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It’s time {again} for Back to School !

Let's get CREATIVE...-4


It happens every year, the end of summer. Kids everywhere have to give up the long, carefree days and head back to class. Wouldn’t it be nice to send your kids back to school with a few things to help make life a bit easier? Join me as we create a DIY project sure to help your child stay happy, healthy and calm while learning new things at school this year!

We all know how hard the staff at your childs’ school works to keep everything neat & tidy, but some spots do get missed. Why not give your child the ability to wipe down their hands and space at the lunch table before eating? These handy wipes can be placed in your childs’ lunch box in small zip top baggies and used daily to ensure clean hands and a clean place where they can eat

Lunch time hand wipes

What you’ll need:

  • 10-20 paper towels, folded
  • quart zip-top baggie
  • 1/3 cup water
  • 1/4 tsp dish soap
  • Germ Destroyer

What you’ll do:

  1. Mix water, dish soap and essential oils in a glass measuring cup
  2. Place folded paper towels into zip-top bag
  3. Pour into zip-top bag
  4. Place in your childs’ lunch box and have them first wipe their hands and then their lunch space before eating

Lunch-time Hand Wipes

Another helpful tool is a personal inhaler. If you haven’t used one (or even heard of it before) you’ll want to check out this article Personal Inhaler Tips & Tricks to discover these amazing little portable aromatherapy devices. At the end of a long school day, there is often homework. Allow your child to keep their concentration while they compete their nightly tasks – Learn how to make inhalers for concentration:

Inhaler for homework

  • Use 5 drops spearmint and 10 drops of lemon on the wick of a personal inhaler to keep your student alert as t hey finish their take home assignments
  • Use A+Attention on the wick and allow your child(ren) to sniff as needed while working through their homework

A+AttentionFlyer

Lastly, we all know how important a good nights’ rest is. This ensures your child is ready to learn and has the energy to make it through the long school day. In order to promote normal, restful sleep why not try one of these great blends in the diffuser for about 30 – 60 minutes before your child goes to sleep:

  • Nighty Night formulated to promote a sense of well being and restfulness and allow you or your child to drift off to sleep while leaving they days behind.
  • Sweet Dreams formulated to encourage a restful night of sleep with minimal interruptions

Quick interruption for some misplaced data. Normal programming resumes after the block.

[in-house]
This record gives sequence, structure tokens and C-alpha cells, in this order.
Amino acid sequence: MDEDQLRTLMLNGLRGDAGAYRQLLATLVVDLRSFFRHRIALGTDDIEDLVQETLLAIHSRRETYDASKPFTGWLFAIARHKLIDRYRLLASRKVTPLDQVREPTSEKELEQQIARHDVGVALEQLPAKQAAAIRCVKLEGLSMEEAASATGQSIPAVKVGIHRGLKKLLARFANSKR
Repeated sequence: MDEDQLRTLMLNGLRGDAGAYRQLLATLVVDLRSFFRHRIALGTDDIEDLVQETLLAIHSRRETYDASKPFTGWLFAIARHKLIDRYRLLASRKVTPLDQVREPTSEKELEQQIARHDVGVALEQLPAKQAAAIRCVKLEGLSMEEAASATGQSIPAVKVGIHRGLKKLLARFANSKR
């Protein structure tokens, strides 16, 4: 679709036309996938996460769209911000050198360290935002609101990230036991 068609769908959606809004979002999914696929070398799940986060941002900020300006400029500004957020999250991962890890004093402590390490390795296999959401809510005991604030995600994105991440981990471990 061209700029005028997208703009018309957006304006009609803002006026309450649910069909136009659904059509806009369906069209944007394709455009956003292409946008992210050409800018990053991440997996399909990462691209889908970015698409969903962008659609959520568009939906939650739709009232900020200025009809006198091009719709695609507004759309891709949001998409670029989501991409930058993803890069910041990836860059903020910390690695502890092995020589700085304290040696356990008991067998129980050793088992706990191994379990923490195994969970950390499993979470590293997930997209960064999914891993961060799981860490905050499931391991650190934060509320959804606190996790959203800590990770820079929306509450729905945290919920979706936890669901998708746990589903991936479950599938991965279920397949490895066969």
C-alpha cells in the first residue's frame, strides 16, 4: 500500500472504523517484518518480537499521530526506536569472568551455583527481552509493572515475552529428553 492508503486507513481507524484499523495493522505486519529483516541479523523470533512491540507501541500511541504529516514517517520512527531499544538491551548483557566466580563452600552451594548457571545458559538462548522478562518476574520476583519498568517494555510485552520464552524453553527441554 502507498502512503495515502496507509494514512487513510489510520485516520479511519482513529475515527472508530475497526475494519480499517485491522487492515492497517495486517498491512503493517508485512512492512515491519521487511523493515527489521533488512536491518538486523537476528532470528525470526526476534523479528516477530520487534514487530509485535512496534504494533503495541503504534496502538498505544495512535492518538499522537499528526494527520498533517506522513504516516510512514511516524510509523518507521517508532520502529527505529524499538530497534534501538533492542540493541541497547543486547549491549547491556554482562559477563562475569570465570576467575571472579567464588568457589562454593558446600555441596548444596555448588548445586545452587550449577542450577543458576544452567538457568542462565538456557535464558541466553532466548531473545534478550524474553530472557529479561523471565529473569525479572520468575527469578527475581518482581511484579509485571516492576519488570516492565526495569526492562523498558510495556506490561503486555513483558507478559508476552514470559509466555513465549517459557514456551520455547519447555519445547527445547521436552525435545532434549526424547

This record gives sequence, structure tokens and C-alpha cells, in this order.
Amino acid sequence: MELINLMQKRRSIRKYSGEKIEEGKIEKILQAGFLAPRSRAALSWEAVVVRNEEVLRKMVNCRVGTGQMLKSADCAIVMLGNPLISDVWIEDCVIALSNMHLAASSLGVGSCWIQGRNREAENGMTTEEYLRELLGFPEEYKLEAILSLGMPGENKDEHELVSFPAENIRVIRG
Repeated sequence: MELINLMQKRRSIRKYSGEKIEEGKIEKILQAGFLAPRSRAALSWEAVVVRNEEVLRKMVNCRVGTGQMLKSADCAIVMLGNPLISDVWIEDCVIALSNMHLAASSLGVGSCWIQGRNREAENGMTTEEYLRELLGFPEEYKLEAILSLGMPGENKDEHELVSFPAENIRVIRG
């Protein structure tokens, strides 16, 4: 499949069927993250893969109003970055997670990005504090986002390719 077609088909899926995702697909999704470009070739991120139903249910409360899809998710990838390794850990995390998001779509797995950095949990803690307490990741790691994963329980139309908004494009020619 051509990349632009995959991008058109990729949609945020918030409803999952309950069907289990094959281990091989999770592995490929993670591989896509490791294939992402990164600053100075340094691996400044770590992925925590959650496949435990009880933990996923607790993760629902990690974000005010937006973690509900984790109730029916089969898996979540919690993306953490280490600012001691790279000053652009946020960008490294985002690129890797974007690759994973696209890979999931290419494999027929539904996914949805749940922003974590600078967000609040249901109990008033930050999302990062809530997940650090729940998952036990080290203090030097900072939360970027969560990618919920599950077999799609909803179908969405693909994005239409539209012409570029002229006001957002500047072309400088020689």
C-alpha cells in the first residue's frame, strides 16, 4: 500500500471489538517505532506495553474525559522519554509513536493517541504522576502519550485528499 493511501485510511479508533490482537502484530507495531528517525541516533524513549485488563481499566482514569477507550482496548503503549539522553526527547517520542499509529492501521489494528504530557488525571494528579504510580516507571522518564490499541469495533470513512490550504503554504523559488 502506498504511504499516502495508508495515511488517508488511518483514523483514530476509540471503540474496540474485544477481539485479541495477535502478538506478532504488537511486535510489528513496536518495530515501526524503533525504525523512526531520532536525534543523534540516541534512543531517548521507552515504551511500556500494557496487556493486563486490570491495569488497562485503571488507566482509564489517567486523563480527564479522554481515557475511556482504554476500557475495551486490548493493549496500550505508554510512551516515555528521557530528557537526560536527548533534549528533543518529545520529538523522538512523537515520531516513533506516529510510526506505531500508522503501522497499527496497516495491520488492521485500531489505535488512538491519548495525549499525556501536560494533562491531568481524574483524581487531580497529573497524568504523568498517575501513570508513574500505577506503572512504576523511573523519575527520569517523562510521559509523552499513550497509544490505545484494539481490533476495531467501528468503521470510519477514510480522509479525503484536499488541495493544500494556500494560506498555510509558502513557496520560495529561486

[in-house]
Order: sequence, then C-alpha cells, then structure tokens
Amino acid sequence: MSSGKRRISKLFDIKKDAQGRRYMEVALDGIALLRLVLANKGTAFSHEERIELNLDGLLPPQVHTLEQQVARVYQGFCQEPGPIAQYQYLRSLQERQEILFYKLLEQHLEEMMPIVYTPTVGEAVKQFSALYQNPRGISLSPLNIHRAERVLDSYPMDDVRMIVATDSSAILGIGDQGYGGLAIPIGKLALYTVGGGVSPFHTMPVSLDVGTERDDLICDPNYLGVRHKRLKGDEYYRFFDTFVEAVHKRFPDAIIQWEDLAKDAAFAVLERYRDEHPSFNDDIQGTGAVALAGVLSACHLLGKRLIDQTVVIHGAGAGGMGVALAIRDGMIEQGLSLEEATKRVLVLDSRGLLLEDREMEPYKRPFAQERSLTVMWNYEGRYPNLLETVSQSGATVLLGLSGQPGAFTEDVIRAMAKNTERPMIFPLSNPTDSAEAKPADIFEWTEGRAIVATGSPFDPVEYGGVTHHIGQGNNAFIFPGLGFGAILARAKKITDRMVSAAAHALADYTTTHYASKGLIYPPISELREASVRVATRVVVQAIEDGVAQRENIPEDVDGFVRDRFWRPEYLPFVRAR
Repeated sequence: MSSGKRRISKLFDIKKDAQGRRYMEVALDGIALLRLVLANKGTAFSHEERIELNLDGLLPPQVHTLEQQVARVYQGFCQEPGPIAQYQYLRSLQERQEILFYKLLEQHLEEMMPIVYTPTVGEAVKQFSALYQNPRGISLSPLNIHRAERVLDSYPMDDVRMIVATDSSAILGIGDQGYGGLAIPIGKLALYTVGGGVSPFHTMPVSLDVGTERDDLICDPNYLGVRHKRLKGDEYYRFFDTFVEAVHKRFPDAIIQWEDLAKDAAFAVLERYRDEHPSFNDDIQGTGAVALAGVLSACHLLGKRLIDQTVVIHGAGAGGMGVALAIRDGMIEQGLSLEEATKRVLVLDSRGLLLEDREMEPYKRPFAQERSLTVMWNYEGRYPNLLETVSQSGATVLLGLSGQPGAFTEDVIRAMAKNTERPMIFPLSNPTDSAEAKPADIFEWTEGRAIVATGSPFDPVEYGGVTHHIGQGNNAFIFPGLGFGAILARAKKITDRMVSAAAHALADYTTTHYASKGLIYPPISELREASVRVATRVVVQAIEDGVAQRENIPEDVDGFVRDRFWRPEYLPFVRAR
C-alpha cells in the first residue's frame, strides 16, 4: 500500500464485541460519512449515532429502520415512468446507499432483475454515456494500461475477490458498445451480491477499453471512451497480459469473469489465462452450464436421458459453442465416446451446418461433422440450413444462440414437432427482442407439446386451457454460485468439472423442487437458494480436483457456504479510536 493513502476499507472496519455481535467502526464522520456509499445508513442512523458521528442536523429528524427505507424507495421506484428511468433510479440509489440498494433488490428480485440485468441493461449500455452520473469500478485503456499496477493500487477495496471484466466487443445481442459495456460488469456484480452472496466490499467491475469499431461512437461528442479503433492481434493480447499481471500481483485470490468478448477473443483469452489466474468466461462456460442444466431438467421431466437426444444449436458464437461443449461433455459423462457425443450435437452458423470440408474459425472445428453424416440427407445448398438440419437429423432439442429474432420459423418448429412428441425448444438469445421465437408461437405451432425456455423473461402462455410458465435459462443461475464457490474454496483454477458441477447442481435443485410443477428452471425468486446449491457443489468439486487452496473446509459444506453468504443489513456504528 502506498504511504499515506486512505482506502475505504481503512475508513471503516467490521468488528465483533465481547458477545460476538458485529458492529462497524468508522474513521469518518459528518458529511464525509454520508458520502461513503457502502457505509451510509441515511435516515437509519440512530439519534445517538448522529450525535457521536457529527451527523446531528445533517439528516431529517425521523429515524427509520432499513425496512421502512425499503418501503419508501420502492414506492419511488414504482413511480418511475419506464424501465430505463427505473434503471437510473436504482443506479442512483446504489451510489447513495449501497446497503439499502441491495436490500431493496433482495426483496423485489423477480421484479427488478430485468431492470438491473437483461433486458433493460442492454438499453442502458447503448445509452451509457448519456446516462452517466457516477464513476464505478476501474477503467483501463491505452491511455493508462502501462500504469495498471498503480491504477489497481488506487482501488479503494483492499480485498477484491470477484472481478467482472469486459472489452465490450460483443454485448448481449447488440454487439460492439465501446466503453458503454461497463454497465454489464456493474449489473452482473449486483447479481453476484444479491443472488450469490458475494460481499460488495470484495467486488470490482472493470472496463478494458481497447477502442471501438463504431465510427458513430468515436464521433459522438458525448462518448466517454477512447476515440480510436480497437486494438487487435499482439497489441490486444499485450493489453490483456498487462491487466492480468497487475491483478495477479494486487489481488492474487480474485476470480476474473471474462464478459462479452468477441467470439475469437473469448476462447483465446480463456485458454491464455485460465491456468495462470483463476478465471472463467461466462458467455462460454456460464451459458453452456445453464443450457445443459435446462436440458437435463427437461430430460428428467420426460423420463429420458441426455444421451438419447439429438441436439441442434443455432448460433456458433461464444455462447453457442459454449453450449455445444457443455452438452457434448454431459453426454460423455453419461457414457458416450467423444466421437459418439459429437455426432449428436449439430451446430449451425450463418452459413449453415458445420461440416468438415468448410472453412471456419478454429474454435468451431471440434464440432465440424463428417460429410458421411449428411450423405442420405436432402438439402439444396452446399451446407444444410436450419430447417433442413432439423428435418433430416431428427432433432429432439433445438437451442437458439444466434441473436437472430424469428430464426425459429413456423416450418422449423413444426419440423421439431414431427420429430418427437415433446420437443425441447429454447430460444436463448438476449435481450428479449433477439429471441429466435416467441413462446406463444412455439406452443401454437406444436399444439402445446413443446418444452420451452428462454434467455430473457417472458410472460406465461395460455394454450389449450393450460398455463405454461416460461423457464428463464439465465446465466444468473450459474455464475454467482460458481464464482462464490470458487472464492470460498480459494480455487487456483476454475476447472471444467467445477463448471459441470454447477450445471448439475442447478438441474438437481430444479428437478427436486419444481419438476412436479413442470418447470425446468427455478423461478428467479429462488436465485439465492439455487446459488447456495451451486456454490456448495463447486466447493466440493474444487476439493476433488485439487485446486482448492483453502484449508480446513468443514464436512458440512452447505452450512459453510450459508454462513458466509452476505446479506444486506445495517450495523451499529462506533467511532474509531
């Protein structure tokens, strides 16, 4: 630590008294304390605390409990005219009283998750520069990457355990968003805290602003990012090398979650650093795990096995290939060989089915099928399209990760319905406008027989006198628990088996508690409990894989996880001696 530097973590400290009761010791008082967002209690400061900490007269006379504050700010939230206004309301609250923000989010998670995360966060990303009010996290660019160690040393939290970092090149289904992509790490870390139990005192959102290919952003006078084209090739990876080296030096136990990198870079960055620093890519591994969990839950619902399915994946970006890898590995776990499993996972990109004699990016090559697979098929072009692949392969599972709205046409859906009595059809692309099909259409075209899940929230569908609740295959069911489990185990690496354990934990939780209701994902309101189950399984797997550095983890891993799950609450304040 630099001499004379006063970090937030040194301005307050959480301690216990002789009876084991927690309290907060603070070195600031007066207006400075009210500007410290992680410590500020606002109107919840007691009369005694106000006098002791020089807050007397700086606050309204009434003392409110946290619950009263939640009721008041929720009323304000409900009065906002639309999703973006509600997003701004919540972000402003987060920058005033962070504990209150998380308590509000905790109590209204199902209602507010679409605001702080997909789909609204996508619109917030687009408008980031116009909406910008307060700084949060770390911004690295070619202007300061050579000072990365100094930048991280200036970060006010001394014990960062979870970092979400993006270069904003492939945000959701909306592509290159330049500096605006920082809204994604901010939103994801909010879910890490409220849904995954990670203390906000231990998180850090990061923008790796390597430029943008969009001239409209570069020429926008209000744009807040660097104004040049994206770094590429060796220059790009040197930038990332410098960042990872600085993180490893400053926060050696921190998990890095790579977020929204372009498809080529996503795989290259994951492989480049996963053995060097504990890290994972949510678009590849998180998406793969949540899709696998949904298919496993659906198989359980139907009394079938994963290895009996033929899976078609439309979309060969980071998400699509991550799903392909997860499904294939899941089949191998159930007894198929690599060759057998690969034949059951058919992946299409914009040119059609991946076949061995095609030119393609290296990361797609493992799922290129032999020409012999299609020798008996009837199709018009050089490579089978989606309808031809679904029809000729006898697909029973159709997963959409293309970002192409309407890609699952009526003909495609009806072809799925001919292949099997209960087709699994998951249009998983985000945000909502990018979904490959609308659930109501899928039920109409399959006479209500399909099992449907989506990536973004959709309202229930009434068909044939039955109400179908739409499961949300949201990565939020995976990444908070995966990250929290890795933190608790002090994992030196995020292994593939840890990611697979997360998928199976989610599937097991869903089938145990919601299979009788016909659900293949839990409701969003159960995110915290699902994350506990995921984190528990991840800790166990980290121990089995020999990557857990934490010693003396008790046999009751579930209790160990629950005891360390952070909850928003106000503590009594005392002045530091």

We all know the importance of sleep, so your child can be ready for the next day! Why not try a brief hand/arm massage with Calming the Child body cream.  Starting at the shoulders, apply the lotion with firm (but soft) downward strokes. Work all the way tot the finger tips and finally tuck your child into bed to drift off to sleep.

Calming the Child cream is a nice way to promote a calm & relaxing environment for your student

Calming the Child cream is a nice way to promote a calm & relaxing environment for your student

Thanks for joining me as we create new products to benefit your family! If you have any questions, concerns or comments please feel free to email us at Aromatherapist@planttherapy.com Plant Therapy has a staff of 5 Aromatherapists who are happy to answer your questions about essential oils! We also have a fabulous Facebook group which you can find by clicking here: Safe Essential Oil Recipes where you can hang out with other Plant Therapy fans and share amazing recipes, tips and other essential oil related topics!


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DIY Eye Serum

Let's get CREATIVE...-3


Let’s face it, it’s the end of summer. We’ve vacationed, gardened, spent time with our families and friend and we are tired. Well, at least I am! So I set out to find something to help me look less tired! I rely on my morning cup of coffee to put some pep in my step and I thought it would also be useful to pep up my looks. Check out how below…

DIYCaffeineEyeSerum

 

What you’ll need:

What you’ll do:

  1. Place coffee grounds in glass jar
  2. Pour meadowfoam to cover (about 1/4 cup)
  3. Allow to sit for a week or so
  4. Strain the coffee grounds out of the carrier
  5. Decant into 10 mL bottle(s)
  6. To use: smooth under eyes after each cleansing

I hope you enjoy your perkier looking eyes! Let us know if you decide to make this project & how it works for you!

Why did I choose Meadowfoam for this project? Meadowfoam Carrier Oil contains 98% fatty acids long-chain carbon atoms. It is resistant to oxidation due to naturally occurring tocopherols, and is one of the most stable lipids known and will actually extend the shelf life of less stable ingredients. As a result, it has an extremely long shelf life. Meadowfoam Carrier Oil has wonderful moisturizing and rejuvenating properties and is highly recommended for use in cosmetics and skin care products especially for its UV protection properties. It is a key ingredient in many different products such as suntan lotion, massage oils and lotions, hand/facial creams, hair and scalp products, cuticle repair cream, foundations, rouges, face powders, lip sticks, shampoos, shaving creams and various other balms. Meadowfoam absorbs easily into the skin leaving a silky smooth feel.